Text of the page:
We spend a week in the hybrid version of the updated, near-luxury Toyota Avalon.
Driving fun factor
Seats only modestly supportive
2016 Toyota Avalon Hybrid XLE Plus
Like its non-hybrid counterpart, the 2016 Toyota Avalon Hybrid has received a minor facelift just four years into its model cycle.
Up front, the upper grille has been narrowed while the lower grille is wider and lower and is bracketed by a pair of vertical, recessed turn signals that replace a pair of small, round fog lights. In back, the LED taillights have been re-configured, while a chrome accent strip has been added to the rear bumper. Other than that, the 2016 version retains the model's steeply raked windshield and a sweeping, almost coupe-like, roofline.
Interior updates are even more minor and include new gray accent stitching with the light gray interior. Be that as it may, the interior reminds us more of a Lexus rather than your typical Toyota. A striking one-piece upper dash is separated from the lower dash area by subtle gray-stained wood trim. The rest of the trim surfaces feature smoked chrome-metallic accents
Dash, door and center console surfaces are soft touch, with real stitching on all three as well as the dash extension over the instrument pod. Toyota has also gone to great lengths to give occupants a feeling of spaciousness. A low beltline, a passenger-side dashboard featuring a concave design and a relatively low front seat hip point allow for generous headroom. Lateral support in the front seats is good, but the bottom cushions remain a bit soft for our tastes.
Another compromise has to do with the fact that the Avalon Hybrid is not based on its own dedicated platform, but rather shares it with the conventional model. This means that while more mundane Avalons are blessed with16 cubic feet of trunk capacity and rear seats that flip and fold forward for even more versatility, the addition of a 244.8-volt nickel-metal hydride battery pack necessitates a fixed back seat and a trunk with a somewhat abbreviated cargo capacity of 14 cubic feet.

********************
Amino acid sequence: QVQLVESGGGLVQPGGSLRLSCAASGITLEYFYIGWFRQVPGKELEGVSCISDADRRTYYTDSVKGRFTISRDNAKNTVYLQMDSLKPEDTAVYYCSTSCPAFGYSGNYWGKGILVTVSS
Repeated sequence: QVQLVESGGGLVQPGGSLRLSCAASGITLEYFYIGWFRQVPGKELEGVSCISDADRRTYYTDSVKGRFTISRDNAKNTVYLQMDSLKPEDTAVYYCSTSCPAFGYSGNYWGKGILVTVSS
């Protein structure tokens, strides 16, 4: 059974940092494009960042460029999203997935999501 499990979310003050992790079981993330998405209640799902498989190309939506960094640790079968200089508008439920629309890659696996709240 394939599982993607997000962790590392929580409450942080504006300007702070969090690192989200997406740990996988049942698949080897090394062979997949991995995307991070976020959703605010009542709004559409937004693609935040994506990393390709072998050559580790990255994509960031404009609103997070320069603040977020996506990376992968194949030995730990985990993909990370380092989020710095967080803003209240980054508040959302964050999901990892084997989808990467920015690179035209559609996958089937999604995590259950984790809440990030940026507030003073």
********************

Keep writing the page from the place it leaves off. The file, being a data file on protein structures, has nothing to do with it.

Under the hood
Under the hood, the 2016 Avalon Hybrid shares its Hybrid Synergy Drive powertrain with that of the Toyota Camry Hybrid. It consists of an Atkinson cycle inline-4 gasoline engine that displaces 2.5-liters. Output from the four-pot is 156 horsepower and 156 lb.-ft. of torque. It's paired with an AC Synchronous Electric Motor that produces 141 horsepower (105 kW@4,500 rpm) and 199 lb.-ft. of torque. Together they're capable of producing 200 net system horsepower. EPA estimated fuel economy is 40/39/40 city/highway/combined mpg. During a week of primarily suburban driving, we averaged an excellent 39.3 miles per gallon.
On the road
One target of the 2013 re-design was to upgrade vehicle dynamics in order to improve the model's straight-line stability and handling. In addition to more body welds, this involved improving body bracing and adding high-strength steel in key areas. Coil spring rates and front and rear sway bar stiffness were increased, while the electric power steering system was recalibrated for better control and feedback.